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Robots for caregiving -- pick up the pace or give it up

Patience, patience, when it comes to robots and elder care.  When it comes to robots to assist with caregiving and the elderly, we want to believe. It was just 2 years ago that Gecko Systems issued a press release saying that they expected "Medicare/Medicaid Payments to Increase Personal Robot Demand." Makers of the CareBot, the company announced its dealer program in June 2010 -- but it is unclear whether the company has moved into commercial release. It was just 3 years ago that the uBOT-5 (UMass Amherst) was offered up as having the potential to provide elder care for aging baby boomers.

Sounds good -- maybe stymied. On the (positive?) side, iRobot's Colin Angle announced that iRobot would make robots to assist the elderly and would tap the interest of the "American government which could provide the financial aid to develop these domestic robots." Hmmm, not so likely these days, with this US senator publicly criticizing NSF investment in robots, particularly irksome to the senator was the towel-folding research experiment. The 'foul' cry of the researcher is certainly the priceless part: "Towel folding is just a first, small step towards a new generation of robotic devices that could, for example, significantly increase the independence of elderly and sick people."

Other causes for, uh, robotic eldercare optimism. The Japanese, way ahead at experimentation and conversion to product, have produced Paro, the baby seal-bot for pet-free companionship that will help elderly Japanese be less lonely -- at $6000 in the US, it's out and presumably somewhere in the US today. Then there was HAL, the 'exoskeleton' to help nursing assistants lift residents (also Japanese developed, also estimated at $6000).  And now, a Japanese Caretaker Robot that kneels to lift people off the floor, priced at $78K (that's right!) to save nursing aide labor. But as one nursing home worker noted on LinkedIn, this lifting cannot be done unsupervised -- because of course, the robot cannot observe and communicate the condition of the person on the floor -- so no labor savings there, yet; more research required, and its just as well, availability is predicted to be around 2015.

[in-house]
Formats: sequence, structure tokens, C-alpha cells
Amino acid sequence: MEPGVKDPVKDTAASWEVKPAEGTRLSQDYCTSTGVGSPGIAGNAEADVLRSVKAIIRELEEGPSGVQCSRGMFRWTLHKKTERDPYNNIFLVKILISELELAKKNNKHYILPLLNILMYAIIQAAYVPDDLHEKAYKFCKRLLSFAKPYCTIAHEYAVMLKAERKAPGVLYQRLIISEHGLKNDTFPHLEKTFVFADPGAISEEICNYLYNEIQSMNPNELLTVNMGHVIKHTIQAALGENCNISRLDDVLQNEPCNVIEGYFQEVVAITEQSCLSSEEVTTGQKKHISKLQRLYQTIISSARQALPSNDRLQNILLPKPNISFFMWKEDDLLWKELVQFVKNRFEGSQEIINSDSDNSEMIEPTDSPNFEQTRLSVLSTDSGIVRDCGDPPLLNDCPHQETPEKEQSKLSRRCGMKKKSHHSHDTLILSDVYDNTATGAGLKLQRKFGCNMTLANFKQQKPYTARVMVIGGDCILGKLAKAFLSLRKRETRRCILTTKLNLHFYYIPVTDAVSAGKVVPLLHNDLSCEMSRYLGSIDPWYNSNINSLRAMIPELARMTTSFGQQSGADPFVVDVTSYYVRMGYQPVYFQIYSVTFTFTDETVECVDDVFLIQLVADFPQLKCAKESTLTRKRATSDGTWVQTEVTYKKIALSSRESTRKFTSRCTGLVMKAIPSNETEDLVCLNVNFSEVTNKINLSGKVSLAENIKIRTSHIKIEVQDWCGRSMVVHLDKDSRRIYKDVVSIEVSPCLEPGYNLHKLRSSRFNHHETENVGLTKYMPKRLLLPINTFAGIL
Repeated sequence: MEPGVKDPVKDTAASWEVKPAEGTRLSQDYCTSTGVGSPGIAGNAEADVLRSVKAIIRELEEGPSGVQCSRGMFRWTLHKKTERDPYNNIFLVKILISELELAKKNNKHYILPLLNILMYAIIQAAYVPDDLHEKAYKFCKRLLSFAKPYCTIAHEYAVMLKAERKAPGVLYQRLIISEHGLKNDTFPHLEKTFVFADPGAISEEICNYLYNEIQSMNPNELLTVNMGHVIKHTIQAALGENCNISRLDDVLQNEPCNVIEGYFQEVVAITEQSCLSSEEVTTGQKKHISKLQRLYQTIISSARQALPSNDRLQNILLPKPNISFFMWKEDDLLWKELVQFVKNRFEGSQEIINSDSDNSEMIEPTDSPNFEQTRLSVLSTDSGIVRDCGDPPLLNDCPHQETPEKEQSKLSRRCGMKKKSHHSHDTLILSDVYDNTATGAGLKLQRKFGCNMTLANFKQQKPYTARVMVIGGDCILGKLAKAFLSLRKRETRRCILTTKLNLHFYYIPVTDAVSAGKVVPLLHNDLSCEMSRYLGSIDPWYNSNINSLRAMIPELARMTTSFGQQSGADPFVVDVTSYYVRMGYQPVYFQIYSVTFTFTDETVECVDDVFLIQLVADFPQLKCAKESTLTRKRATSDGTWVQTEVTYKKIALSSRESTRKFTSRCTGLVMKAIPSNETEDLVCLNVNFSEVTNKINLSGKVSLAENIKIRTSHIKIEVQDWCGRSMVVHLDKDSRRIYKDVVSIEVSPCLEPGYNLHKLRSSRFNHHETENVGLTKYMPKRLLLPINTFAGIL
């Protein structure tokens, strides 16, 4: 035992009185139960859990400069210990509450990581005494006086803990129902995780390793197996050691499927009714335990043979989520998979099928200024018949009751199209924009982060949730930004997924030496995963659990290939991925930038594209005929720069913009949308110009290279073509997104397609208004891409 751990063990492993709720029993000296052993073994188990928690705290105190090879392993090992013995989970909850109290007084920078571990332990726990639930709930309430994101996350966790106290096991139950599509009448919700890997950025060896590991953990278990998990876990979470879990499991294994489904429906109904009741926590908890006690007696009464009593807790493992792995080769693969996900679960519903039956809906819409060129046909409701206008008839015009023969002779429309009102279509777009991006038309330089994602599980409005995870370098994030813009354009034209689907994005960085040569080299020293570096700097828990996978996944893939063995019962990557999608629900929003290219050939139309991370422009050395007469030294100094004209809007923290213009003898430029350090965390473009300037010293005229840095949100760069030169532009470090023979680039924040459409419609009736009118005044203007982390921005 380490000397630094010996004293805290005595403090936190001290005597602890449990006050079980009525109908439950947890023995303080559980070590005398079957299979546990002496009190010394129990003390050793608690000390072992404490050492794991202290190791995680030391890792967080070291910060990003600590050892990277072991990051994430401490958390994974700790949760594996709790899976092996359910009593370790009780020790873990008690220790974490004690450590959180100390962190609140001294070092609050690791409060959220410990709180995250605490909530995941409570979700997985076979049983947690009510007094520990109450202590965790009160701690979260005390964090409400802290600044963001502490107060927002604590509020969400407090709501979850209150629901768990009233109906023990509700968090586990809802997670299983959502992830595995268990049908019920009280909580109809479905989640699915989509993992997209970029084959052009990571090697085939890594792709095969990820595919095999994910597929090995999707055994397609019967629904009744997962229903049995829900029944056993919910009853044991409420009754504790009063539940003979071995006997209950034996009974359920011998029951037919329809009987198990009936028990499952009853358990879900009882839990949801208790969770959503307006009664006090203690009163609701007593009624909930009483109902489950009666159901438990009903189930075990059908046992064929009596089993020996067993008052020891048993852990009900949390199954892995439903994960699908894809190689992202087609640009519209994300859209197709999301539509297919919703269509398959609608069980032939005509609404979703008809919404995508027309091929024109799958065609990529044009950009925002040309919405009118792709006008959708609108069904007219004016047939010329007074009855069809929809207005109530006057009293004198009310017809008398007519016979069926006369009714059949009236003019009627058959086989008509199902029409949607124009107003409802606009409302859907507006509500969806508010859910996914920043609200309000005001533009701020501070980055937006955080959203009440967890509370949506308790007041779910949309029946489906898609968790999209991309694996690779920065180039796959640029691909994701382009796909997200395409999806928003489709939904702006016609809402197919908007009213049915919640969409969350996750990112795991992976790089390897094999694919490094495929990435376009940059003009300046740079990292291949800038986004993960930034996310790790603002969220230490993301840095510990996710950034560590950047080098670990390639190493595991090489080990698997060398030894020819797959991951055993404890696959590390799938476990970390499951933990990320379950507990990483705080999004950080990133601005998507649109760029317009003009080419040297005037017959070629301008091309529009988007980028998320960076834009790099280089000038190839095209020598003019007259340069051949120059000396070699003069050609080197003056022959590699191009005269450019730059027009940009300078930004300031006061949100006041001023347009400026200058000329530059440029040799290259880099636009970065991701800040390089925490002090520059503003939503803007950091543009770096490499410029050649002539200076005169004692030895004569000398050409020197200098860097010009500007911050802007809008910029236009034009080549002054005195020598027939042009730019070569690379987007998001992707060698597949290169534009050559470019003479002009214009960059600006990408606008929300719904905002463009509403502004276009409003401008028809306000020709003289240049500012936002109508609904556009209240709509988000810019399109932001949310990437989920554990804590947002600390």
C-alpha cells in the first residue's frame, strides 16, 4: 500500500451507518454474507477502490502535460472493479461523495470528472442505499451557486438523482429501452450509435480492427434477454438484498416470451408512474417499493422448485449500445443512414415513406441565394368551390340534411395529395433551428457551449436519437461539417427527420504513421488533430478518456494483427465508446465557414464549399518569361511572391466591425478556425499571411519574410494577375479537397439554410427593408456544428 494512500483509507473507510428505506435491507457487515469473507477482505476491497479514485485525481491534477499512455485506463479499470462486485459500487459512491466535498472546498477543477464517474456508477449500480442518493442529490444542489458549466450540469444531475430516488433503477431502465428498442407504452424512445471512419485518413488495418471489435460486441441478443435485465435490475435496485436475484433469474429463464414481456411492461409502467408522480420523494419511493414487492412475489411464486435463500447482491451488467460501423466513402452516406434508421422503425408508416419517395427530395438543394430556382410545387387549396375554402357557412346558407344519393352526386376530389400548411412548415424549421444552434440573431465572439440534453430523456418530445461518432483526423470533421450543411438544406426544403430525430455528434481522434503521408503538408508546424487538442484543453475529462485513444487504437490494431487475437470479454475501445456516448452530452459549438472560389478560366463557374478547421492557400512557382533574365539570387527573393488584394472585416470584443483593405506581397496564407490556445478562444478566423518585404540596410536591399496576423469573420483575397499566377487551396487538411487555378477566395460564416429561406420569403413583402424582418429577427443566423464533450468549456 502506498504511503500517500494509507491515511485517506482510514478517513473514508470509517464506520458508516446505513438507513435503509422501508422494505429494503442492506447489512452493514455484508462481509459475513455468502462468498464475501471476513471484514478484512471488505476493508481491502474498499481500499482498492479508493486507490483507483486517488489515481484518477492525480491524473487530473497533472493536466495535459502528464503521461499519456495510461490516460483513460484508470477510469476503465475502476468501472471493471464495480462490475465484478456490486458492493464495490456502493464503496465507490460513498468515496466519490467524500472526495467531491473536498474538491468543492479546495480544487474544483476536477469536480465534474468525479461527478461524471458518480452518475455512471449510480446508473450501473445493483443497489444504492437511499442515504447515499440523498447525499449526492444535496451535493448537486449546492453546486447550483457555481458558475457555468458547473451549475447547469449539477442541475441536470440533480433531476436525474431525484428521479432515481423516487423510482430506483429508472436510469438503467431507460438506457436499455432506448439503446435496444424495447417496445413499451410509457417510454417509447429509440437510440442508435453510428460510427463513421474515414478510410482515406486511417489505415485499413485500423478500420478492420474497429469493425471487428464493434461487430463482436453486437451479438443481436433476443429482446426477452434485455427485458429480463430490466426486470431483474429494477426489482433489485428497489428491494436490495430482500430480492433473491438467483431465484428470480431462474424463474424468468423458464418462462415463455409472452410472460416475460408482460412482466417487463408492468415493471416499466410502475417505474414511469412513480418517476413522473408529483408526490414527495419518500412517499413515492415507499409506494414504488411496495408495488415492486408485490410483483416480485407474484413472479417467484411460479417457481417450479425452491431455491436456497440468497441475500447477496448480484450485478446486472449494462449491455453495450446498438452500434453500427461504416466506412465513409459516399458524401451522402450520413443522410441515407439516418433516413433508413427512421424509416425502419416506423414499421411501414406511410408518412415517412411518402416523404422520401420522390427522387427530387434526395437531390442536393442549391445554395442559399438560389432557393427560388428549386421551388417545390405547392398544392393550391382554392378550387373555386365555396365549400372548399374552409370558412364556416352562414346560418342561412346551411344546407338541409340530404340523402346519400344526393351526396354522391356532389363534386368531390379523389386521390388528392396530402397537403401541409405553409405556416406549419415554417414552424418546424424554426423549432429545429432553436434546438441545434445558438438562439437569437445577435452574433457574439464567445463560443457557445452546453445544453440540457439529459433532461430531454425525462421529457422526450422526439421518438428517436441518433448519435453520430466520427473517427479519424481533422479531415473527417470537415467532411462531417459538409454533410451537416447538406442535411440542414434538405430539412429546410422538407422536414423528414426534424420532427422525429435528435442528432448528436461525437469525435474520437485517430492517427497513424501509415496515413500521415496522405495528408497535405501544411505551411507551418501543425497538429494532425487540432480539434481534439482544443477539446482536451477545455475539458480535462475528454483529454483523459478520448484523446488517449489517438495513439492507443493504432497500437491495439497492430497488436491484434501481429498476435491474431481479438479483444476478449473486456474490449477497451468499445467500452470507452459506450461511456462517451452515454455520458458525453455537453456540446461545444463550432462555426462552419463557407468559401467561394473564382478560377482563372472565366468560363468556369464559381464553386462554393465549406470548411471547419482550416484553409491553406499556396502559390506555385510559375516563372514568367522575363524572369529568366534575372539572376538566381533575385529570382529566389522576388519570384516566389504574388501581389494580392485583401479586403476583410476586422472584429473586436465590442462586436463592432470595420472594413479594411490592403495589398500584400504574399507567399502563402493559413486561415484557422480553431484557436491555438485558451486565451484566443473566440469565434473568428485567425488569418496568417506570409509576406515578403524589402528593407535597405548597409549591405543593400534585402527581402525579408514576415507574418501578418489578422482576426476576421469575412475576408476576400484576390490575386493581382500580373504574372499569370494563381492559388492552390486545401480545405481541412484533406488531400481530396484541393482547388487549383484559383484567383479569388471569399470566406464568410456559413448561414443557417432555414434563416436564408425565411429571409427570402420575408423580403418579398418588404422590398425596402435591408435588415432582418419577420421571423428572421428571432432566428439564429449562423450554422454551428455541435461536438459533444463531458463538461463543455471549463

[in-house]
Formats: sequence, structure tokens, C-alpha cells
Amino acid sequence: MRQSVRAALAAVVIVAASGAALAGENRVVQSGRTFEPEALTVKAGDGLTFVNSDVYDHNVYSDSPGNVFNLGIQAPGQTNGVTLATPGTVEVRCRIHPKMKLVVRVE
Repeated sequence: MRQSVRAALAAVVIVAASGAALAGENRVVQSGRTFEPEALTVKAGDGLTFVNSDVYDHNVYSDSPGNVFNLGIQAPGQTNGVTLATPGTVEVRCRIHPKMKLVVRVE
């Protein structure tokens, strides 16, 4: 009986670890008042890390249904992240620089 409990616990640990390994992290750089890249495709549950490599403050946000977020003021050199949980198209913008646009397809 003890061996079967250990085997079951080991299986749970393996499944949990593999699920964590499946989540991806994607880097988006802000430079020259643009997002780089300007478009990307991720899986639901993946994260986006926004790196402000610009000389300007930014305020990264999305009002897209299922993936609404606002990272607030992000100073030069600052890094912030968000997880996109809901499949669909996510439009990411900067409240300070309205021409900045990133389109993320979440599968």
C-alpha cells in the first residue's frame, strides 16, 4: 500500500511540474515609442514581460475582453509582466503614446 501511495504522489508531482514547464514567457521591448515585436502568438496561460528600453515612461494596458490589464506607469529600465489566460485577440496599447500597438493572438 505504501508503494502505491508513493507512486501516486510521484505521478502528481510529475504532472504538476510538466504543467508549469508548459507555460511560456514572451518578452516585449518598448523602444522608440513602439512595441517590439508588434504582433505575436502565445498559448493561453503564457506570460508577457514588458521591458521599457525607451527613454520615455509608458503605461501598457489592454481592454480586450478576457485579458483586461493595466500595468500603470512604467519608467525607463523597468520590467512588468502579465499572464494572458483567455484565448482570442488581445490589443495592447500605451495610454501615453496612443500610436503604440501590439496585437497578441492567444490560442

The trouble with robots and eldercare -- people are required. So with the Caretaker Robot announcement, let's mark the reality of where we are today. Elder care robotic technology innovation and research is failing the elder caregiving industry. Whether in Japan (where the aging population and scarcity of caregiver workers is already frightening) or in the US, where longevity expectations are up, up, up -- and the workload of caregiving is up enough to confirm that the fastest growing job category in the US among all careers is personal care aide, best salary prediction, around $20K. So where does a robot fit into the personal care aide scenario, when that job represents employment to hundreds of thousands in a slumped economy?  More to the social point, a person can hug and be hugged, smile, and engage with a lonely older person. Through a web camera and Skype, more than one person can be engaged in conversation and monitored for changes in health status, demonstrated in numerous examples at relatively tiny price points. 

Rethink robot role in elder care.  Before someone says that this blog post is anti-technology, hold on. Scientists and engineers would say that you can't have a really useful robot until experiments, trials, pilot projects, redesign, and rethink phases have all been (sequentially) completed. Certainly true, but you can halt release of press packets and video interviews until the usefulness is up and the price point is down. Unfortunately, isn't that precisely the point -- to obtain more funding for more research in still-not-useful projects, publicity is required and the press just eats it up. In the meantime, to those smart folk in Japanese and US research organizations, how about slicing off just a few NSF dollars for projects that are focused on making the jobs of CNAs better and less back-breaking today? How about as an interim approach, introducing a few clever technologies that pump up the socialization for older adults well beyond pathetic Paro parity. Efficiency in meal packaging and delivery, effectiveness for staff during shift turnover, more social connectivity for seniors at home or in senior housing -- those might be a good start.  And to the NSF -- for every $1 invested in robotic research, how about 10 cents toward making the lives of older adults better right now?


As a member of the robotics community, and one focused on addressing the caregiving challenges, I partially agree with you. There has been a lot said and demoed about the potential of robots in the caregiving role, but little in the way of actual delivery of anything into the marketplace. Most of what have been shown are great demonstrations of technology, but often too expensive or premature to be useful or practical.